How Sick Have You Gone to Work?

Imagine you wake up late, sore, hot, and with a scratchy throat. It’s all you can do to drag yourself out of bed, brush your teeth, and make it to work on time. But should you?

As cold and flu season begins, the topic of whether or not to stay home from work doesn’t always get as much discussion as it should. Every person responds differently to illnesses, but it’s often a first impulse to push through the fatigue and discomfort illness can bring. That’s why many sick workers avoid taking a day off or using sick or PTO days for recovery.

But, physicians say that staying home when you’re really sick not only leads to a speedier recovery in most cases, it also helps keep illness from spreading. So, for the sake of yourself – and others! – check out these guidelines to find out if you’re too sick to go to work.

Curious if you’ve gone to work too sick for your own good? Check your answer here. Have a story about yourself or someone else working sick? Share your tales in the comments below.

Comments

  1. Michelle Raines

    I once went to work with strep after being on antibiotics for 24 hours. I was still running a temp but had already missed a day and could not afford to miss more. It was horrible, especially since I had a customer service job at the time and had to talk on the phone all day. YUCK! I now work for a small family owned business and my new boss told me the day after I started:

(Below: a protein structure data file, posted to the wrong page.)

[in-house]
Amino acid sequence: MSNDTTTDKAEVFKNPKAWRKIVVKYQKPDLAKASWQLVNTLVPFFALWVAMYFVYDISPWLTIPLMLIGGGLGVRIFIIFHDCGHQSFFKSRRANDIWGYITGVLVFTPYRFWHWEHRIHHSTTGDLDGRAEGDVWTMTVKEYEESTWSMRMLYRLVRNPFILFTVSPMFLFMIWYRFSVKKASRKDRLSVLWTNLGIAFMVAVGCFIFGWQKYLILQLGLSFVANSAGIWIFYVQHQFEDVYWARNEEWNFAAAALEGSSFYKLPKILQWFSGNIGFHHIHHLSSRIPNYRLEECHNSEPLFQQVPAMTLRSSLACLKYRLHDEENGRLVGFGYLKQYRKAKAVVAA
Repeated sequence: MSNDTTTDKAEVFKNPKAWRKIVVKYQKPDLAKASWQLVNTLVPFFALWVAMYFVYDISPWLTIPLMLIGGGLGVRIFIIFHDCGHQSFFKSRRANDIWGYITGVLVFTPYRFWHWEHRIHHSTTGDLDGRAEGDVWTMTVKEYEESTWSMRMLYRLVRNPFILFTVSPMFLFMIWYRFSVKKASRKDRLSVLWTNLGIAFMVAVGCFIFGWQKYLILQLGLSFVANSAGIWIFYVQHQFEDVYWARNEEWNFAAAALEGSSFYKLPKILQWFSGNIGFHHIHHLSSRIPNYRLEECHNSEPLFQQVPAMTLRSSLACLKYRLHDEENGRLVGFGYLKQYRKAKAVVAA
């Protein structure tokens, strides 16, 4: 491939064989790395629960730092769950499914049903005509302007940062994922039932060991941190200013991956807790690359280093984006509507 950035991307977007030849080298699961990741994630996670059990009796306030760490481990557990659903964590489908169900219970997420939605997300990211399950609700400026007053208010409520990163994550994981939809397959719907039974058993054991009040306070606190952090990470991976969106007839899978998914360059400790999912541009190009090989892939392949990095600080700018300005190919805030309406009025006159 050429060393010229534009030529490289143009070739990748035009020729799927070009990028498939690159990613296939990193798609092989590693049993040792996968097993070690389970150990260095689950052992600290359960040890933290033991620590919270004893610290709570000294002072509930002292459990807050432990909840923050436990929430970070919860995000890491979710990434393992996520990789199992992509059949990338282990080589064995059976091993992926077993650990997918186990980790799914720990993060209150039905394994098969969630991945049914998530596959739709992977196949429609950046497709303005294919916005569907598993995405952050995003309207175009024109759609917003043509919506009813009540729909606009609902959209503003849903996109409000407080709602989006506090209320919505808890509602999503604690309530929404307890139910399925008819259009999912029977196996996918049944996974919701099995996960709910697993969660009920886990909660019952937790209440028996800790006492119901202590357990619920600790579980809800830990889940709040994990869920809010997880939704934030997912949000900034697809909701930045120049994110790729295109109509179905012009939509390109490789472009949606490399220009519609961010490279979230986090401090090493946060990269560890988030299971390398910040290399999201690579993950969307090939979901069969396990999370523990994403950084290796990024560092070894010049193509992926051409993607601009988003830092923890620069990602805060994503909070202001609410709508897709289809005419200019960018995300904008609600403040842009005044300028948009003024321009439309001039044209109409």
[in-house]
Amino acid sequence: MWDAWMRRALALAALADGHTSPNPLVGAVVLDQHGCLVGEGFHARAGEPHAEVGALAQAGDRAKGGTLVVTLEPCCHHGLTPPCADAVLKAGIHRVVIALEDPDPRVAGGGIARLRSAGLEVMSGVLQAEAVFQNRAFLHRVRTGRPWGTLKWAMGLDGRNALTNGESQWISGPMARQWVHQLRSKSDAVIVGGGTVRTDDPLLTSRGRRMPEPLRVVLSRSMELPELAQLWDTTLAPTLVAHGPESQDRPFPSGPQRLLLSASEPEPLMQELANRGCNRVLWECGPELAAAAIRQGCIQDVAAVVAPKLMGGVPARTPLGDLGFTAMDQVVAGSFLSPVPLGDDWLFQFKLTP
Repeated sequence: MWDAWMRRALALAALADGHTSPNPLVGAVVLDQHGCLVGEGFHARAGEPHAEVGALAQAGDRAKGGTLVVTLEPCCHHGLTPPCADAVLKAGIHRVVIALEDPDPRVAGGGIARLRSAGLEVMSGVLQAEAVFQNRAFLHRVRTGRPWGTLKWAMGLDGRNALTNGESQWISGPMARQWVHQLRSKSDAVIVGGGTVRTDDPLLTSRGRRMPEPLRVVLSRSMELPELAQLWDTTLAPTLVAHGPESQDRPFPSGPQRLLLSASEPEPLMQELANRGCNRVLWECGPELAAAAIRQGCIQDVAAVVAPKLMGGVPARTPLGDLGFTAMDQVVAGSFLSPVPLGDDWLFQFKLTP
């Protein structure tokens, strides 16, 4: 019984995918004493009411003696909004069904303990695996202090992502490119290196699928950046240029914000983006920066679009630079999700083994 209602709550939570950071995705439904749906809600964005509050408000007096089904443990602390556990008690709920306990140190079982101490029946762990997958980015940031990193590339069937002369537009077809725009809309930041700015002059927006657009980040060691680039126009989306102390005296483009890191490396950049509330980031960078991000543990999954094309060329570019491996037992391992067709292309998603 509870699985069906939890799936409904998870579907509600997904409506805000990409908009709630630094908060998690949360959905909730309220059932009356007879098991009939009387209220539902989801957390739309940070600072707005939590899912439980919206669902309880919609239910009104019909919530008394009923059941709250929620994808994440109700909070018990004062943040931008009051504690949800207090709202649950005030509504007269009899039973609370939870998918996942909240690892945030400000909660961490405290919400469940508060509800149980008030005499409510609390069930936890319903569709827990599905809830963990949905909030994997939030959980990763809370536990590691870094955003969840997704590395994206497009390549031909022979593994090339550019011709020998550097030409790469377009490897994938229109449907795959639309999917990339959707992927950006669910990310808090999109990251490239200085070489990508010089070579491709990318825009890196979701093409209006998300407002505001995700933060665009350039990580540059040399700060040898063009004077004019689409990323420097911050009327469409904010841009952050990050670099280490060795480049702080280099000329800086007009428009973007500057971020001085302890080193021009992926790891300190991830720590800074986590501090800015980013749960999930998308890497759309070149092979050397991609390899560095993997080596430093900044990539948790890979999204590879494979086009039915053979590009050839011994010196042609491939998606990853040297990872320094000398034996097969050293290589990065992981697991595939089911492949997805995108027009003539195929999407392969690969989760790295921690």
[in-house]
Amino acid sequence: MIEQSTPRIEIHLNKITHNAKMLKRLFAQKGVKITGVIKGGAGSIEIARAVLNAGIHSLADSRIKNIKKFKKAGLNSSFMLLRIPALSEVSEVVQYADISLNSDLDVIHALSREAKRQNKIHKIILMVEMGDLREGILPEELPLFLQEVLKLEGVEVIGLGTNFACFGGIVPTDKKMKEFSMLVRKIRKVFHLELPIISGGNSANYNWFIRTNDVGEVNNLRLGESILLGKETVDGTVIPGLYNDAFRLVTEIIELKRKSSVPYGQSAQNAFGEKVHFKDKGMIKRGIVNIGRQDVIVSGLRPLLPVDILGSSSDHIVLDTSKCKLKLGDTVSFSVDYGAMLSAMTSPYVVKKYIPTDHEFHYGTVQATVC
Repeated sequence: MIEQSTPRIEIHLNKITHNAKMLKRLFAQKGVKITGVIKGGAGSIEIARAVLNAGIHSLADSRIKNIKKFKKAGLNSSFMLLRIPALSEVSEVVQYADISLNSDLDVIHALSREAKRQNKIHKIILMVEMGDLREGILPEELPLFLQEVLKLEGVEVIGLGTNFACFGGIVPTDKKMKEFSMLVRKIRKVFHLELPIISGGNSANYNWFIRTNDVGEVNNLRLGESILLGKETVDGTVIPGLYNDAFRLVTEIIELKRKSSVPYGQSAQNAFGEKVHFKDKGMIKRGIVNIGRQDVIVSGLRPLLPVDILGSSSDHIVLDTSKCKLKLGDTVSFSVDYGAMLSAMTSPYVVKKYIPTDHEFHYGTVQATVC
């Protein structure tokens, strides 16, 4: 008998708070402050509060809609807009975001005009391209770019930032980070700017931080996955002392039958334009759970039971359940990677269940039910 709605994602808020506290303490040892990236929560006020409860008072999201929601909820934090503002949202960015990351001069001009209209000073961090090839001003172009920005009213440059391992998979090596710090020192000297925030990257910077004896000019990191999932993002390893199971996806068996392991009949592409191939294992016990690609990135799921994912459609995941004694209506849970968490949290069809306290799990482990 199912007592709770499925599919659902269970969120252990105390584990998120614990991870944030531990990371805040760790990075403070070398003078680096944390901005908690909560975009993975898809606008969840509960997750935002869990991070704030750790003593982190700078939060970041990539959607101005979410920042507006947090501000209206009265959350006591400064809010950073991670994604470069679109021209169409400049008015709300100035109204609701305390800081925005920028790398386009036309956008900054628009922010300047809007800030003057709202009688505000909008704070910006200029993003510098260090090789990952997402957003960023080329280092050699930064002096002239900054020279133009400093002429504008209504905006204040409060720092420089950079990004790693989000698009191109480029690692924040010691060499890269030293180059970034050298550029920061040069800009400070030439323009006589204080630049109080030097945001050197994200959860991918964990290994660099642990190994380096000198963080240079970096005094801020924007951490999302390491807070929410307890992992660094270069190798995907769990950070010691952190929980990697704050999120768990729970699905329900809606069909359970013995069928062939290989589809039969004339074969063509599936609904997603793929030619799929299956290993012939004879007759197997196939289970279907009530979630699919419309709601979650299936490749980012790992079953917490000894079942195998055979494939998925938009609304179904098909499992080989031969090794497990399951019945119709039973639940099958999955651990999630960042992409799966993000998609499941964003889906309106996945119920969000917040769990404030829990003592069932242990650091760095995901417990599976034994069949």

“It’s very simple, if you get sick at home, do not come in here. If you’re here and get sick, GO HOME!”

  2. Tiffany | Express Job Blogger

    @ Steve – Most experts say high temperatures alone typically are a good enough sign that you’re too sick to be at work. They often mean you are contagious, and otherwise, no one with a high fever will be at their best.
    @ Michelle – Unfortunately, so many workers we gear from have experienced that. But it’s great to hear your situation now! It’s a simple enough thing, isn’t it?
    Thanks for sharing!

  3. James